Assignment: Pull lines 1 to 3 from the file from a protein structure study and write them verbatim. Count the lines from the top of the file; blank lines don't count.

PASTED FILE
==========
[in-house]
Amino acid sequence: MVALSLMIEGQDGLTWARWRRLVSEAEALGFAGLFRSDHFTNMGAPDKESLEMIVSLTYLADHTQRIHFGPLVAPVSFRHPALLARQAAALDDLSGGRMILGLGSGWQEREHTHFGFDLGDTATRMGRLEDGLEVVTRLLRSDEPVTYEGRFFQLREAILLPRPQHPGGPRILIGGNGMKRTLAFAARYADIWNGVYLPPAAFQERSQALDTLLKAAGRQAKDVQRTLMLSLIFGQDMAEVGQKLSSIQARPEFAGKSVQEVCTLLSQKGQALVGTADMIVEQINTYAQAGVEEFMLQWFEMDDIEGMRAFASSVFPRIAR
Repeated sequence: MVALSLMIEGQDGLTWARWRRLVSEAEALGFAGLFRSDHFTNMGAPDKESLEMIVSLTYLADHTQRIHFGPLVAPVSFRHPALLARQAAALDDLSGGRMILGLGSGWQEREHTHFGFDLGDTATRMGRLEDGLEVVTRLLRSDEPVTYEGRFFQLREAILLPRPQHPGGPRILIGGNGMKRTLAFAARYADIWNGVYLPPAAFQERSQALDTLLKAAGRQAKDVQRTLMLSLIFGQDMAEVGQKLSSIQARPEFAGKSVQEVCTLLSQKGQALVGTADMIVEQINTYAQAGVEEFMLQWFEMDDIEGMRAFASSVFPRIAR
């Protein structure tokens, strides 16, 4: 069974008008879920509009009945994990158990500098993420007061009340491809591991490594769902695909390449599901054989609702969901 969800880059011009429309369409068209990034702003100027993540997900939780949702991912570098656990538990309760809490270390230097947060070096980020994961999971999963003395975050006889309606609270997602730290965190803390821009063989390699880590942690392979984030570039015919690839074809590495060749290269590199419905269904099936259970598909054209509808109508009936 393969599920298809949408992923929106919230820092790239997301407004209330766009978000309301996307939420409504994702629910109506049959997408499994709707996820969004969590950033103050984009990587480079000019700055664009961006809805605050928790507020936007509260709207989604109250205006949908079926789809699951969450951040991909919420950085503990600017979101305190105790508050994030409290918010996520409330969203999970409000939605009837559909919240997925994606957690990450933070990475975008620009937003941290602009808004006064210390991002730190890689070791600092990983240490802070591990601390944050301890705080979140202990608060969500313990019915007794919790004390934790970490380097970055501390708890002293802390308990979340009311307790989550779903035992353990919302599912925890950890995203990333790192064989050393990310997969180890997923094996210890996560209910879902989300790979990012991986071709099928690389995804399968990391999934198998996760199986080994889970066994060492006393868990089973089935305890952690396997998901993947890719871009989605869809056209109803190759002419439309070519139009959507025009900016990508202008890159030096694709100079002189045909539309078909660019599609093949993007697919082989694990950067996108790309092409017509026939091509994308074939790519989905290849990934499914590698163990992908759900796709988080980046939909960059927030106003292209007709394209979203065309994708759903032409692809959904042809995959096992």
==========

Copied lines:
[in-house]
Amino acid sequence: MVALSLMIEGQDGLTWARWRRLVSEAEALGFAGLFRSDHFTNMGAPDKESLEMIVSLTYLADHTQRIHFGPLVAPVSFRHPALLARQAAALDDLSGGRMILGLGSGWQEREHTHFGFDLGDTATRMGRLEDGLEVVTRLLRSDEPVTYEGRFFQLREAILLPRPQHPGGPRILIGGNGMKRTLAFAARYADIWNGVYLPPAAFQERSQALDTLLKAAGRQAKDVQRTLMLSLIFGQDMAEVGQKLSSIQARPEFAGKSVQEVCTLLSQKGQALVGTADMIVEQINTYAQAGVEEFMLQWFEMDDIEGMRAFASSVFPRIAR
Repeated sequence: MVALSLMIEGQDGLTWARWRRLVSEAEALGFAGLFRSDHFTNMGAPDKESLEMIVSLTYLADHTQRIHFGPLVAPVSFRHPALLARQAAALDDLSGGRMILGLGSGWQEREHTHFGFDLGDTATRMGRLEDGLEVVTRLLRSDEPVTYEGRFFQLREAILLPRPQHPGGPRILIGGNGMKRTLAFAARYADIWNGVYLPPAAFQERSQALDTLLKAAGRQAKDVQRTLMLSLIFGQDMAEVGQKLSSIQARPEFAGKSVQEVCTLLSQKGQALVGTADMIVEQINTYAQAGVEEFMLQWFEMDDIEGMRAFASSVFPRIAR